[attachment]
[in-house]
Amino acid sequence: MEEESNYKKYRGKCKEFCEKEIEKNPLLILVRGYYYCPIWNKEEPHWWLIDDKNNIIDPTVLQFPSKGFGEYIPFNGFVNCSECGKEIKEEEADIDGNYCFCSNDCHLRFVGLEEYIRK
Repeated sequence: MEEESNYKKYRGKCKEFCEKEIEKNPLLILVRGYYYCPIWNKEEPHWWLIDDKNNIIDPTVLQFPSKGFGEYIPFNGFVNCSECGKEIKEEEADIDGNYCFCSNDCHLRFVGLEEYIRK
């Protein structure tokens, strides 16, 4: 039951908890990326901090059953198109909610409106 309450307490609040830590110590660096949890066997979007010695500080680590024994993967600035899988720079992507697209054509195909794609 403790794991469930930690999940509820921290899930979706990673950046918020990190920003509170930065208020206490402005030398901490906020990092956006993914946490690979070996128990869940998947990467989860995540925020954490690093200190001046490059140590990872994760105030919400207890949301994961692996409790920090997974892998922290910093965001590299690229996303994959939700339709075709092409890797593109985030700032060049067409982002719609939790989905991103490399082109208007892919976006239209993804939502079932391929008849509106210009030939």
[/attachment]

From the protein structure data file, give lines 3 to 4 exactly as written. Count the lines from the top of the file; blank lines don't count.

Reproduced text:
Repeated sequence: MEEESNYKKYRGKCKEFCEKEIEKNPLLILVRGYYYCPIWNKEEPHWWLIDDKNNIIDPTVLQFPSKGFGEYIPFNGFVNCSECGKEIKEEEADIDGNYCFCSNDCHLRFVGLEEYIRK
């Protein structure tokens, strides 16, 4: 039951908890990326901090059953198109909610409106 309450307490609040830590110590660096949890066997979007010695500080680590024994993967600035899988720079992507697209054509195909794609 403790794991469930930690999940509820921290899930979706990673950046918020990190920003509170930065208020206490402005030398901490906020990092956006993914946490690979070996128990869940998947990467989860995540925020954490690093200190001046490059140590990872994760105030919400207890949301994961692996409790920090997974892998922290910093965001590299690229996303994959939700339709075709092409890797593109985030700032060049067409982002719609939790989905991103490399082109208007892919976006239209993804939502079932391929008849509106210009030939």